By Franklin Ocheneyi
AGAINST the backdrop that “90 million Nigerians are on mobile,” Lafarge Africa Plc recently trained some media professionals in Nigeria on how to write for the web audience.
The capacity building programme, tagged: ‘Digital journalism: Skills and content creation tools,’ was held at the prestigious School of Media and Communication, Pan Atlantic University (PAU) Ibeju -Lekki, Lagos.
Isaac Ezechukwu, Director, Professional Education, SMC PAU, underscores the importance of the training: “The many changes in the technological realm have eradicated the previous monopoly held by newspapers. The online platform has facilitated a different relationship with the consumer and opened the door to so many more possibilities for accessing information. With the many options for obtaining information and entertainment now available, journalists must find ways to both capture and hold the attention of the consumer. They must innovate in order to stay relevant.”
In her presentation Writing and Reporting for the Web, Temitope Falade, noted that online readers have certain characteristics that the writer must take into consideration.
“The nature of the medium means that there is a tendency for people to do more skimming and to have a short attention span. Thus, writing for the medium has, necessarily, to be different from writing for hard copy publication,” she said.
She exposed the participants to the right format to use for web-based writing and also the quick means for keeping one’s reporting up to date, the use of blogs and the social media.
“Professionally, the choice of topic and the faculty helped in re-tooling me to catch up with additional skills needed to enhance my presentation of news, especially to the highly mobile, brisk and visual-inclined emerging audience.”
Mr. Francis Onwumere handled the class on Digital Audio and Podcasting.
According to him, journalist must be versatile and find ways to engage the different senses.
“Audio clips are one way of improving news articles. For instance, while it is true that interviews can be transcribed and included in the text, it is also true that many times, due to constraints of space, one is forced to limit how much of the interview is used. The use of podcasts makes it possible to capture different aspects of a news story and enhance the reader’s engagement with the issue at hand.”
Patrick Enahoro, taught the class on Data Visualisation. He observed that a key problem in many news reports is that of a lack of depth.
“Oftentimes, the reports lack the necessary data because the persons concerned do not know where or how to locate it. One of the tasks the journalist is faced with is that of locating such data, mining it and presenting it to the reader in an attractive and understandable way.
For example, if you write a feature story on cement capacity in Nigeria, without a chart, that is a big hole.”
He guided the participants on how to search public data and how to extract raw data from web sources, how to examine sample datasets for hidden messages and how to present this data in an attractive way that is easily accessible to the reader.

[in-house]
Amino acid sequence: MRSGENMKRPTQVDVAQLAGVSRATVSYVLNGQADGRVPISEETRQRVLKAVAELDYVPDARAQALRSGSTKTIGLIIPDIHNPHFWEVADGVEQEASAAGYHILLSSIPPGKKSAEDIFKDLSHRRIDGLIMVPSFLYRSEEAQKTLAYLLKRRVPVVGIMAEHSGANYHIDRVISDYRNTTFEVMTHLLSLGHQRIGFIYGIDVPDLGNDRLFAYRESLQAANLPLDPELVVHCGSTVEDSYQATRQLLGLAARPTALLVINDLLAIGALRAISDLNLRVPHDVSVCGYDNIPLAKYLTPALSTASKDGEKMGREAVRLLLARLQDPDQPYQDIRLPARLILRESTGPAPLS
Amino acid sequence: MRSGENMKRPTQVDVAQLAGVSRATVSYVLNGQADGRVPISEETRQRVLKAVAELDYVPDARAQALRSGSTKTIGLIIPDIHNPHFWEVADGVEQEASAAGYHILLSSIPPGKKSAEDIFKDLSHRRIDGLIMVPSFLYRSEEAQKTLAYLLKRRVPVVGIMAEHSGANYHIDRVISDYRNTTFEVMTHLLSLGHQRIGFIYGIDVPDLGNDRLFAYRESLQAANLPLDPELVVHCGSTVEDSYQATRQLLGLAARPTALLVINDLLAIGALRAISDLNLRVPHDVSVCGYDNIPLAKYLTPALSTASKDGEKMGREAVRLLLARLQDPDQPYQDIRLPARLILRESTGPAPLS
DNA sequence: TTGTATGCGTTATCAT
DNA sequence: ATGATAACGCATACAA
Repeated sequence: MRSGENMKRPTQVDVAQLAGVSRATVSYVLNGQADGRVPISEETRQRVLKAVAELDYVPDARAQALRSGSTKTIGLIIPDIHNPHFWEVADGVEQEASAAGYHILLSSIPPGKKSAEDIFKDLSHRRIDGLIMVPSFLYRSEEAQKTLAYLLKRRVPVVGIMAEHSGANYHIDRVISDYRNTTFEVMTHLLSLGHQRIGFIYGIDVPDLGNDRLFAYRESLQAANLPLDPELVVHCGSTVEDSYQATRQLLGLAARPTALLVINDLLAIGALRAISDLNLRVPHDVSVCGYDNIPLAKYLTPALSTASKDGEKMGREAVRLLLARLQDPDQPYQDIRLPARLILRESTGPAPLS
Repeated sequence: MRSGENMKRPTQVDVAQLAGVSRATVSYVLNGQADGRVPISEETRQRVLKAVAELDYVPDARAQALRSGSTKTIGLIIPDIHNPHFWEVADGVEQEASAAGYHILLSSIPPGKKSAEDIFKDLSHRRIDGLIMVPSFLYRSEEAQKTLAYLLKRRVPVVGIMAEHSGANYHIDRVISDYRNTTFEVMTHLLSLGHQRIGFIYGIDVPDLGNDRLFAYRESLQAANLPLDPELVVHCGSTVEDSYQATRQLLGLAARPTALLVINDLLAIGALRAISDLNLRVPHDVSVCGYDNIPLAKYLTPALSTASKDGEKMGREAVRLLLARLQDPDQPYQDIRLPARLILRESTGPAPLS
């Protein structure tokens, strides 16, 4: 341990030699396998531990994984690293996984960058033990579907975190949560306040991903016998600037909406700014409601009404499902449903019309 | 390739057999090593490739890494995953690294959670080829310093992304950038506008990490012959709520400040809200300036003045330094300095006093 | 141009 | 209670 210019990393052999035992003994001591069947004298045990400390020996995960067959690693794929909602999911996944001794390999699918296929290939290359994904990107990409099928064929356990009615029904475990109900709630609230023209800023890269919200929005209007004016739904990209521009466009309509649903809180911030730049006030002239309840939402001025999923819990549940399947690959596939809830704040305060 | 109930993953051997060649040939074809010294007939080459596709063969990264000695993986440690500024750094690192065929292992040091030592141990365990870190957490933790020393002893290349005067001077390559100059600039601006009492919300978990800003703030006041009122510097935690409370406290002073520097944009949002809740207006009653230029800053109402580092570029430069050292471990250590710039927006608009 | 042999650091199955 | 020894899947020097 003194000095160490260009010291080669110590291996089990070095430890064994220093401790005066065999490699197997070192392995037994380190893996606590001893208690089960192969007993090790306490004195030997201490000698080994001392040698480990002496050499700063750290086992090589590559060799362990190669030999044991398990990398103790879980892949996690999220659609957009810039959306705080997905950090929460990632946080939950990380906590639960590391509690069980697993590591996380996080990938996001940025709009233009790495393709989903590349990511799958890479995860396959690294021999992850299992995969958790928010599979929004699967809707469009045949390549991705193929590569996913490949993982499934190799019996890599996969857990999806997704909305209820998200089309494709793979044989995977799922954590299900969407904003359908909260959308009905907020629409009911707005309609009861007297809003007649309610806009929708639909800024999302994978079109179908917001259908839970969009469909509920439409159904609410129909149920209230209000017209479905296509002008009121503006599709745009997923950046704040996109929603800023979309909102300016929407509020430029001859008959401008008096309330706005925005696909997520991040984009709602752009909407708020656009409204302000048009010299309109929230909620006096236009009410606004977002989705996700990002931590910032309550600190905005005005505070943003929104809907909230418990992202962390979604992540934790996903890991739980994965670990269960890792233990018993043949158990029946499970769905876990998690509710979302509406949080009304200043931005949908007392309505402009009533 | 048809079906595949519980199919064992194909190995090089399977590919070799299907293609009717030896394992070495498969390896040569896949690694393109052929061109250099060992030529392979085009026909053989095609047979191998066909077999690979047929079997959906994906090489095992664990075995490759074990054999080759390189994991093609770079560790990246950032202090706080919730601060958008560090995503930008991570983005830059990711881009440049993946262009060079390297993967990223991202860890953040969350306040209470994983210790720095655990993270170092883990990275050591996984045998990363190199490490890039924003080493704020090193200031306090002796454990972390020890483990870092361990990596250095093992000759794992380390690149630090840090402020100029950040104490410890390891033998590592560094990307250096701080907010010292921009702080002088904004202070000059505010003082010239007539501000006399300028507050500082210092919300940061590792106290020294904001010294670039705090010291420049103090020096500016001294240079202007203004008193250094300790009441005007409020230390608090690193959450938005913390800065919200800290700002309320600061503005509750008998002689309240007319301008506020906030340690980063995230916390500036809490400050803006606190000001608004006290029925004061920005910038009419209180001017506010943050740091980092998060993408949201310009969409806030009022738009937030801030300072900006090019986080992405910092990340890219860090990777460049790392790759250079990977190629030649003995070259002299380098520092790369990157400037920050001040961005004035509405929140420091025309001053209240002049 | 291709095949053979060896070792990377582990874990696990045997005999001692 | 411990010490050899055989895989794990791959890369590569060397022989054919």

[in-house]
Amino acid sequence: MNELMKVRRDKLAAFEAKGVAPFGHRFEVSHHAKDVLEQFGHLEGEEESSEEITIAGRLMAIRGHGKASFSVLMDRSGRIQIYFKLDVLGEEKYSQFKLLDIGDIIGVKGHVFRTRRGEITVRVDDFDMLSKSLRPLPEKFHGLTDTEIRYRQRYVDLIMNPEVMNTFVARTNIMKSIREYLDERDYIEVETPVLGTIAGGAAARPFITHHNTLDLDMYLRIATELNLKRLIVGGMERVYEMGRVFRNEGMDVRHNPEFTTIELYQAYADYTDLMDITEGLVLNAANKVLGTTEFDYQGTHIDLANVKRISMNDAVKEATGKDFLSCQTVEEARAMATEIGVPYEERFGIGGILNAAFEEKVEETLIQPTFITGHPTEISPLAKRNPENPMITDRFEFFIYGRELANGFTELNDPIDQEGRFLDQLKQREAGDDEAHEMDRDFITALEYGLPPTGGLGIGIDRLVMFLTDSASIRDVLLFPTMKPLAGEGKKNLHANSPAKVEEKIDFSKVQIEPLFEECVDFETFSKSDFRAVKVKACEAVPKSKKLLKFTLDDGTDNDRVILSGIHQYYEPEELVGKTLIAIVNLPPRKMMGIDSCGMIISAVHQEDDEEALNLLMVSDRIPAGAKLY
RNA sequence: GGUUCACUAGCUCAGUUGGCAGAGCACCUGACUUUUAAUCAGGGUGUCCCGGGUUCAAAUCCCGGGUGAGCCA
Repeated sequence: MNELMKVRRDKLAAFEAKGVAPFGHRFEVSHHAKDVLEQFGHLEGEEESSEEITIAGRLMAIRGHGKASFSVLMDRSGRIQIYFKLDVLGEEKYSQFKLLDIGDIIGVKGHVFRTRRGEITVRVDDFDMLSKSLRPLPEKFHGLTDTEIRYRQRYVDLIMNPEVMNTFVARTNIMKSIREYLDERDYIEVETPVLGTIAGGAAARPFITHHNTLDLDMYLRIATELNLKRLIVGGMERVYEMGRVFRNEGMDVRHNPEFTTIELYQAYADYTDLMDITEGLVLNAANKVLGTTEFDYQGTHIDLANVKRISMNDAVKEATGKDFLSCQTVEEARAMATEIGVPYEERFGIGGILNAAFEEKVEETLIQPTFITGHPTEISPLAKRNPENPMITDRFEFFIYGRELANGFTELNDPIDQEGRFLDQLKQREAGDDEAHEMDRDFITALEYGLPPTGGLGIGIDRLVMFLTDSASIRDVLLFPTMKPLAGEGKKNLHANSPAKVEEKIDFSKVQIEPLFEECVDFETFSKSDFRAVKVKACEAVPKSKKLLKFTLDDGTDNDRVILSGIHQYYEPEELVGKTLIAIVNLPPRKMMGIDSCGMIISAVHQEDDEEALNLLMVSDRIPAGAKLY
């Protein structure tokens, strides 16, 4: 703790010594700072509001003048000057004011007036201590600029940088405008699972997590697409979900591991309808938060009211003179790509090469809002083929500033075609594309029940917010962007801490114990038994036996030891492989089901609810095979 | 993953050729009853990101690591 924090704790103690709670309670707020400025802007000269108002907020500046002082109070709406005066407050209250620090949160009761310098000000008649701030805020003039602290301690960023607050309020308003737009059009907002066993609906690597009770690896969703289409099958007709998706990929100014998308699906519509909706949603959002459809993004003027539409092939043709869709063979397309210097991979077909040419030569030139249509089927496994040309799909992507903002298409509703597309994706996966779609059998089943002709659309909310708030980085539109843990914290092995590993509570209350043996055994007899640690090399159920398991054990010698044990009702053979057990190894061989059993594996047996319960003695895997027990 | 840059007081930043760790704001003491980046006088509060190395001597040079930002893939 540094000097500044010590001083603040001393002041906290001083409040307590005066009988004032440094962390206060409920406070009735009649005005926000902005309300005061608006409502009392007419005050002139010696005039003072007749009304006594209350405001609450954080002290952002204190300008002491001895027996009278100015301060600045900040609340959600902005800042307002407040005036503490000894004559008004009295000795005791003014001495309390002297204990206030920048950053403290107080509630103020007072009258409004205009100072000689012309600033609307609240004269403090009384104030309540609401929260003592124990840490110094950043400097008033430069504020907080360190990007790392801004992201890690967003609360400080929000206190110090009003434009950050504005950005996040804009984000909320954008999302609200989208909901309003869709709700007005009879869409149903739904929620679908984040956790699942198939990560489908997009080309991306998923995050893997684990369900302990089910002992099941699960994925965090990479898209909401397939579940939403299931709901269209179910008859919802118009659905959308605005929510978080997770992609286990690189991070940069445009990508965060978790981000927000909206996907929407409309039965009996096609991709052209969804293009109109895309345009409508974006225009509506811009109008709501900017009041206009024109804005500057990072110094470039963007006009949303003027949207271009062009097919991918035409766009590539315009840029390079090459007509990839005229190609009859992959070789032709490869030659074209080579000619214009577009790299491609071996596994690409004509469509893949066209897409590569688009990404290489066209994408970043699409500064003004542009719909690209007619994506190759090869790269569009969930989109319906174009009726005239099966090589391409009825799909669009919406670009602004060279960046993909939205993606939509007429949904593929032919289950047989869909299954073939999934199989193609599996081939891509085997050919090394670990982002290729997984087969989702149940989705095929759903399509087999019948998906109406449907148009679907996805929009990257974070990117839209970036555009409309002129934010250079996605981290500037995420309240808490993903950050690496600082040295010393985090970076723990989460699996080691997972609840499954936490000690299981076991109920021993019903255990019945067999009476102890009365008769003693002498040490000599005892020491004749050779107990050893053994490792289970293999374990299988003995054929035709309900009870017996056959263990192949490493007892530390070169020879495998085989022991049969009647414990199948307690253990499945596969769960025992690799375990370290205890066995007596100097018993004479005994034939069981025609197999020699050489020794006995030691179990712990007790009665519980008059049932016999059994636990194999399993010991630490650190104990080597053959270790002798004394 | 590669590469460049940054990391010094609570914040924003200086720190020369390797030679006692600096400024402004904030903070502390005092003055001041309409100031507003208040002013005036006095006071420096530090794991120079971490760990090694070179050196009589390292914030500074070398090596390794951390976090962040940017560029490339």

Mr. Inemi Ken Esere, in his presentation on Digital Photography and Video, noted that for digital journalism, photos and videos are not only possible, they are a requirement.
He explained that Photographs and videos create added interest for one’s stories and give the reader a multi-sense experience. He guided the participants on how to take good photographs and record videos and how to edit the photographs and videos using editing tools such as Adobe, Powerpoints, Photoshop, etc.
“Thank You, Lafarge”
Taofik Salako, Capital Market Editor at The Nation’s Newspaper, said: “Professionally, the choice of topic and the faculty helped in re-tooling me to catch up with additional skills needed to enhance my presentation of news, especially to the highly mobile, brisk and visual-inclined emerging audience.
“I find the entire content on Digital Journalism impressive, given that it dealt with emerging trend in the media space and more importantly, its direct empowerment as a content provider.
I used to work on excel, but I learnt easier ways to make my charts and graphs with better aesthetics and more meaningful. This is invaluable as a financial journalist that often has to present data in charts and graphs. I now have a better understanding of how many applications can be used to produce trendy contents.”
Ugochukwu Aliogo of the ThisDay Newspaper also lauded the programme, saying: “I will like to appreciate Lafarge Africa PLC for this opportunity. It was helpful in a good way. It has helped to broaden my knowledge about the profession especially digital journalism. I’m hoping to leverage on the opportunities and friendship gained at the workshop to raise the boundaries of my career,” he said.
Franklin Alli, ex- Industry Correspondent Vanguard Newspaper, and now the Editor of Nigeria Industrial Digest (Online) said: “A million thanks to Lafarge for the timely course. “I have been groomed to become a One-Stop Journalist- Reporter, Photojournalist and a TV Camera man,” he said.